At D-Day, Allied forces had superiority of fire thanks to Navy ships offshore, air superiority, and three-to-one ratio of forces. While it took great courage to climb into the landing crafts, the odds of success at Normandy were actually good. But forces assigned to the infamous Omaha Beach faced a stacked deck. And two coincidences that intel and planners missed made it worse.
First, a recently arrived, well-trained, veteran grenadier regiment held the naturally strong defensive positions overlooking the beach. Planners knew about the bluffs, but it's disputed whether attacking officers knew about the grenadier regiment. Second, the regiment and its larger division were in the middle of anti-invasion training.
The men of the 352nd Infantry Division and its 726th Grenadier Regiment received almost exactly the fight that they expected.
The divisions guarding Fortress Europe
German forces at Normandy lacked a certain Je ne sais quoi. Maybe they lacked adequate training. Or maybe they lacked volunteer and professional soldiers. Perhaps they lacked adequate equipment and ammo. Or maybe it was vehicles. Armor, maybe?
Actually, we know exactly what they lacked, and it was all of the above. "Static" units composed of conscripts from captured territory and infirm Germans made up the bulk of the defenders. And they worked with old equipment and had few vehicles.
The men arrived over the next few weeks. And while they also had many struggles, they were better equipped and trained than the forces they reinforced.
The 352nd was an early Type 44 division. These had fewer men but firepower to make up the gap, an NCO corps filled with veterans of the Eastern Front, and many officers with combat experience as well. The 352nd, specifically, had an officer corps with about half combat veterans. And, its 9,650 junior enlisted soldiers were young and malnourished, but that still left them physically more capable than most static division soldiers.
So, not the best, but the best Germany had, anyway.
The Germans relive their rehearsal on D-Day
The gray morning of June 6 was supposed to be too stormy for anyone to land. But German defenders received the news of an Allied attack before sunrise. Soldiers of the 726th rushed into position and prepared for combat as the sky slowly lightened.
One of the most effective defenders was the "Beast of Omaha," Hein Severloh, a machine gunner who guarded an observation post. He looked out over a stretch of beach barely 100 yards long from his bunker to the water. As the tide rose that morning, it would get shorter and shorter.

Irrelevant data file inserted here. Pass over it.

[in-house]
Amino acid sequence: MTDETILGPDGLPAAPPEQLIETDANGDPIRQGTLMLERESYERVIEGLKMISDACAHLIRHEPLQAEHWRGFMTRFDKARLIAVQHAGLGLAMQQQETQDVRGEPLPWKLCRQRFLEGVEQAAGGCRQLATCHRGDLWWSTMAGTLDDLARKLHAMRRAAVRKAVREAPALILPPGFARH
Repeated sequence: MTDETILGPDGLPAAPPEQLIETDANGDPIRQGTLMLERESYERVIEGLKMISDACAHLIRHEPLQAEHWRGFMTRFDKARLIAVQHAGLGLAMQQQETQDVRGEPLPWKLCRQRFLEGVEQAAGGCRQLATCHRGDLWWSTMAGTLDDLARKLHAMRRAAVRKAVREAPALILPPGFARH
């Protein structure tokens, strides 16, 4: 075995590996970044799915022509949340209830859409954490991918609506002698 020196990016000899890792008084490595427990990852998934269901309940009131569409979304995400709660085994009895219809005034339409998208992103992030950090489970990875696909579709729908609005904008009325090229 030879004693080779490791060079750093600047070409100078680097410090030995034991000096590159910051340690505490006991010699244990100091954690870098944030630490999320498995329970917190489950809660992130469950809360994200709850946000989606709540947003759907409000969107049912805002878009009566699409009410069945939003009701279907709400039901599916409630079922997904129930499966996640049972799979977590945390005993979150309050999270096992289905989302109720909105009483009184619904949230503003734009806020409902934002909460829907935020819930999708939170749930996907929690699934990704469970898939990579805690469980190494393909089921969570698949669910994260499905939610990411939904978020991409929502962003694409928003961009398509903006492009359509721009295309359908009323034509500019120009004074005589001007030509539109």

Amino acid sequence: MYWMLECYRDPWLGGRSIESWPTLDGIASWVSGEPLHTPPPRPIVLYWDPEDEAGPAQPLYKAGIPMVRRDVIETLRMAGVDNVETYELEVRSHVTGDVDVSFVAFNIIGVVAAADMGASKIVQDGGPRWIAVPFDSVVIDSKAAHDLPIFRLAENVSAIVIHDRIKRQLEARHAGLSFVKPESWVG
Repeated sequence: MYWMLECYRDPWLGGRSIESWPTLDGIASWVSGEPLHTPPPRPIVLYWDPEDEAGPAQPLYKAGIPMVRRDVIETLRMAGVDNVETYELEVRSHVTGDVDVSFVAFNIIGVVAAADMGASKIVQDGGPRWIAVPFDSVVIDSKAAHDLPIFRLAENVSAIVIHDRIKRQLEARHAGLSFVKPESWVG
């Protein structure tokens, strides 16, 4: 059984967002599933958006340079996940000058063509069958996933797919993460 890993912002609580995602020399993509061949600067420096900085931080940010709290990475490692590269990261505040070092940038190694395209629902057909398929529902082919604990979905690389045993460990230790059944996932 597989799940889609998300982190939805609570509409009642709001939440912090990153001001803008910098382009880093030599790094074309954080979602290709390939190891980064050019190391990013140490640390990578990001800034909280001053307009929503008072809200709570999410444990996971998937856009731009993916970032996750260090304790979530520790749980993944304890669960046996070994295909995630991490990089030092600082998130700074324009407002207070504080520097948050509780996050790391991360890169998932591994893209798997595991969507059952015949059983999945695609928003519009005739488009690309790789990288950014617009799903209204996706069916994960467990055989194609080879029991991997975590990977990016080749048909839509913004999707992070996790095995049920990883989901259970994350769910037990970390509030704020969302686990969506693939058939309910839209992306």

He stood in the exact position he'd recently trained at, behind an MG-42 machine gun at the bunker WN 62. Beside him, his lieutenant called for fire onto pre-registered positions on the beach. Their only major surprise was that they were killing Americans. They had expected to kill Brits.
At least three other machine guns encircled the beach that morning, with hundreds more riflemen able to pour fire on everyone who made it out of the landing crafts alive. While the other machine guns either failed or went quiet as their gunners were hit, Severloh fought for most of the day, only retreating when his lieutenant ordered him to fall back.
The fire from the 762nd was so intense that Army Gen. Omar Bradley considered evacuating the beach.
Severloh fired all 12,000 of his normal machine gun rounds and a number of tracer rounds before the slow approach of Sherman tanks, Allied infantry, and increased naval artillery threat forced him to take the gun and scramble for high ground.
The end of the 762nd defense
Very soon after, American troops effectively cut off escape from the beach. Severloh and one other member of his team made it out, but a burst of fire inflicted flesh wounds on them.
Many soldiers from the 352nd Division and its 762nd Regiment were killed, captured, or forced back alongside the rest of the German forces as Shermans made it inland and Rangers climbed Pointe du Hoc.
As for Severloh, he fled to a nearby unit and joined them in their withdrawal with American prisoners. But, as they were again surrounded, the Germans had to surrender to their own prisoners to prevent a more violent capture by armed Americans.
The 762nd Regiment and 352nd Division got the exact fight they had prepared for, but the overwhelming success of Allied forces in setting the conditions for battle from 1943 to 1944 still ensured the success of the Allied cause.
And, in an odd quirk of history, while those men got the exact battle they had prepared for, division and regimental leaders across the front actually headed to an exercise the morning of June 6. Those leaders struggled to reach the fight in all of the chaos.
One actually drove back to his headquarters and died to a burst of machine gun fire from the paratroopers who had already captured it. Another spent the morning reaching his unit and then marching back and forth between reported Allied positions, never quite reaching the fights he was looking for. But British tanks found him that afternoon and killed him while overrunning the assembly area.